Nov. 16 (Bloomberg) -- Two Croatian generals acquitted by a United Nations court of atrocities against Serbs in 1995 returned home to a hero’s welcome as tens of thousands turned out in the capital to celebrate their freedom.
General Ante Gotovina and General Mladen Markac were released today after an appeals panel at the Hague-based International Criminal Tribunal for the former Yugoslavia ruled 3-2 to overturn a conviction for war crimes, Theodor Meron, the president of the panel, said today. The two were found guilty in April 2011 of the murder and persecution of Serbs in the 1995 Operation Storm, which ended the war following Croatia’s 1991 independence from Yugoslavia. Gotovina had been given 24 years in jail and Markac 18 years. Both are 57 years old.
“This is our joint victory,” Gotovina told a crowd, estimated by police at more than 100,000 on Zagreb’s main square, after the government flew him home. “The war belongs in the past, let’s look toward the future.”
The case closed as the former Yugoslav republic prepares to join the European Union in July and struggles to recover after three years of recession and economic stagnation. Croatia cooperated with the extradition of the generals to The Hague and supported their defense teams in claiming the generals couldn’t prevent the troops from committing crimes.
The UN court ruled today that there was no excessive shelling of four towns by the Croats and that the mass departure of Serbs couldn’t be described as a “deportation.” The ruling is a “final judgment” and won’t be appealed, court officials said.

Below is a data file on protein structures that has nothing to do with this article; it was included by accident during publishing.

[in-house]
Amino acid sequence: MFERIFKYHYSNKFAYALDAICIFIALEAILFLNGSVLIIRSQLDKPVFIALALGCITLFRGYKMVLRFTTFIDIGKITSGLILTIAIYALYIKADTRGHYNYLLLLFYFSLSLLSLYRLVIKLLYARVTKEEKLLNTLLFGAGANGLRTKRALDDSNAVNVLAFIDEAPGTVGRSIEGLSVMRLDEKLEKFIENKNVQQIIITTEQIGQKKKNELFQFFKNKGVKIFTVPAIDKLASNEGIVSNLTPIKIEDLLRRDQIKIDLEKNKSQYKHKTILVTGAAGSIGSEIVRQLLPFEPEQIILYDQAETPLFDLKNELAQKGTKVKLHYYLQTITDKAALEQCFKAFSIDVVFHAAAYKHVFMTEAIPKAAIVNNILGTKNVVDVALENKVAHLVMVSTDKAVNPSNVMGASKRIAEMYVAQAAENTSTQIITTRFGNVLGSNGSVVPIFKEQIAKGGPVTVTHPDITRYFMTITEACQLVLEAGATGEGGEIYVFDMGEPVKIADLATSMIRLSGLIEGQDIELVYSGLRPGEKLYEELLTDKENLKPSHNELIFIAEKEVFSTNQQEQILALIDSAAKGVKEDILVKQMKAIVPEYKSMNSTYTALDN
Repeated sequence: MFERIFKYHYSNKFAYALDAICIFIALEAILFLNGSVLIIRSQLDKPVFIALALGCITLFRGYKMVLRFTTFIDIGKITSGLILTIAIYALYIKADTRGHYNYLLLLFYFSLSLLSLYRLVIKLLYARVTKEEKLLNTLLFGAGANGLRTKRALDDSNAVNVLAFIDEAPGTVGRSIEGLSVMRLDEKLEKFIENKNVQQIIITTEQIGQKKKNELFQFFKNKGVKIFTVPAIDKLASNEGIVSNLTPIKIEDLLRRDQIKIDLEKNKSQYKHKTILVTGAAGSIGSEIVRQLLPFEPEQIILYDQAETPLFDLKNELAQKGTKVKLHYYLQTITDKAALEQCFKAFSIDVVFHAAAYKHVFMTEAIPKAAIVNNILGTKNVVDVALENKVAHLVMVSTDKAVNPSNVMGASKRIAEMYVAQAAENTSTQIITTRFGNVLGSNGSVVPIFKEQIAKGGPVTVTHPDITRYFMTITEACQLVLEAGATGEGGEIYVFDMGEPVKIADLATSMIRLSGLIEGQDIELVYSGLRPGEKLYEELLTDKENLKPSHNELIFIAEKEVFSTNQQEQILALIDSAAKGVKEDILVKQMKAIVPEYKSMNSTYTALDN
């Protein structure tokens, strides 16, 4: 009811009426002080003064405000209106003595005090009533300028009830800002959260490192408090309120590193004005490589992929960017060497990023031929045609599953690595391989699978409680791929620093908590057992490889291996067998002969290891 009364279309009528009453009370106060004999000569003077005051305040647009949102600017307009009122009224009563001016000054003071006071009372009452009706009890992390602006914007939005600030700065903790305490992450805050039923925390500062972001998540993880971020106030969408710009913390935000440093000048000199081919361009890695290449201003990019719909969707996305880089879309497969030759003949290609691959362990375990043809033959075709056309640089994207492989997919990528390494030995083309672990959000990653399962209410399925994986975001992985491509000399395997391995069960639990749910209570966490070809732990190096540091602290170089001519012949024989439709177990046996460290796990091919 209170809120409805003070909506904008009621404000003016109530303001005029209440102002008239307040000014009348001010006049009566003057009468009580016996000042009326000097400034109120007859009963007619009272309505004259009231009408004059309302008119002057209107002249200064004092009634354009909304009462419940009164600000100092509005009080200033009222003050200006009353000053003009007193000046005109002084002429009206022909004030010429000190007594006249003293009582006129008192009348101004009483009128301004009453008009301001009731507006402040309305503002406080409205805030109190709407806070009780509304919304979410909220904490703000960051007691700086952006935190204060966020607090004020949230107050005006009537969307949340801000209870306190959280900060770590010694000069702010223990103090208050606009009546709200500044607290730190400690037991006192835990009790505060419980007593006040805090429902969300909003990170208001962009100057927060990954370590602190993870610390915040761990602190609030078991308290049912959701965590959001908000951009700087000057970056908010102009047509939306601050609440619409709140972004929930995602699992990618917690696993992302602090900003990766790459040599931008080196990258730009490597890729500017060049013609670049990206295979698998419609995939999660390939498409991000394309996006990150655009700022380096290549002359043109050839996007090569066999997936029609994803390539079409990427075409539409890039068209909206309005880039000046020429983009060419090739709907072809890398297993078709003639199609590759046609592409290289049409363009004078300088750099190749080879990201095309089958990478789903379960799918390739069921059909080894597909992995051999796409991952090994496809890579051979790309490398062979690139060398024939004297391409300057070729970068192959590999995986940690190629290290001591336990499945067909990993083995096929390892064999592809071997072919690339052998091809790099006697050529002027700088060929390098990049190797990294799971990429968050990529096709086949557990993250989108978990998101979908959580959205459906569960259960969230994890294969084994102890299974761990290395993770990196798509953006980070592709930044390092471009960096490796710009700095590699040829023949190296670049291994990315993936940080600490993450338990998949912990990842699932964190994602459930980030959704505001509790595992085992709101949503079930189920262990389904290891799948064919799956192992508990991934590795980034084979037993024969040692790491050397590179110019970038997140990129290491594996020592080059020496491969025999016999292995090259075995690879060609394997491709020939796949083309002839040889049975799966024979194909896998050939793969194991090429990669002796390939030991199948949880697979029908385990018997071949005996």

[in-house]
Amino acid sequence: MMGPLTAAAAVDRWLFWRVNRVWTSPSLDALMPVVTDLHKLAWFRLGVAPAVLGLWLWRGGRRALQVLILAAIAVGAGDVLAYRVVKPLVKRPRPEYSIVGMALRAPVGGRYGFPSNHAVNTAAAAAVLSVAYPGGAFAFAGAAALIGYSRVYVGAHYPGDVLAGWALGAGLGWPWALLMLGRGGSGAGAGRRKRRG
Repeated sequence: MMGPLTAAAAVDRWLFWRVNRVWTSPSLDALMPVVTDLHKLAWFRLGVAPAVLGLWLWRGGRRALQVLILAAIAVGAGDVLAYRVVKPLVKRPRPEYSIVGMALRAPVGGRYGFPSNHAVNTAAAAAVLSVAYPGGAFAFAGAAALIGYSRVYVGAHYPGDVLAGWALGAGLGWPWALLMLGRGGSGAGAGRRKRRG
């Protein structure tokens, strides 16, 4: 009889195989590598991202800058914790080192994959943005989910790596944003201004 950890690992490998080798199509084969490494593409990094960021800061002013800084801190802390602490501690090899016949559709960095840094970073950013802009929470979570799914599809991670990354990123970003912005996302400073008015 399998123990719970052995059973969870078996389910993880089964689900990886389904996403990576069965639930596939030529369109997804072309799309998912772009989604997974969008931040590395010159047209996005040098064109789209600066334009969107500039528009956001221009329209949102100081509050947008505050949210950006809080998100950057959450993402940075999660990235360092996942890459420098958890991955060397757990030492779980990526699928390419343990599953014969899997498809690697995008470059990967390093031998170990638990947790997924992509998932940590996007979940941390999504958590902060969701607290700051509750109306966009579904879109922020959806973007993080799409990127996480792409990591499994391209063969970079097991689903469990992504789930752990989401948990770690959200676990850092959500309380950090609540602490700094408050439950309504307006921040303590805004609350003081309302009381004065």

“The verdict confirmed what we all believed, that Croatia didn’t commit ethnic cleansing and that Croatia justly liberated its territories,” President Ivo Josipovic told reporters in Zagreb. “Crimes were committed, and although the Croatian state is not responsible for crimes of individuals, it bears responsibility to prosecute and punish every crime.”
In Operation Storm, the Croatian army reclaimed swaths of land held by rebel Serbs, who since 1991 opposed Croatia’s drive to break away from the former Yugoslavia. While most Serbs fled the approaching Croat forces, murders and looting were reported after the Croatian army took over.
Thousands of Serbs in recent years have returned as their reintegration was a key element for Croatia to conclude EU membership talks.
While the verdict sparked scenes of jubilation across Croatia, the ruling party of Serbian President Tomislav Nikolic reacted angrily, saying the court “legalized a horrible crime” and accused the justices of making “political, rather than judicial” verdicts.
“We are disappointed with the treatment of Serbian people by international institutions, by their ignoring of facts and disrespect for the victims of the Storm offensive,” the party said in an e-mailed statement. “No one can annul what happened, or make us forget” what happened, it said.
For many Croats, the generals symbolize the country’s independence and the beginning of the operation is celebrated as a public holiday called Victory Day.
In its verdict last year, the court said that Gotovina was part of a “joint criminal enterprise,” along with former President Franjo Tudjman, Defense Minister Gojko Susak and Army Chief of Staff Janko Bobetko, all three of whom are now dead.
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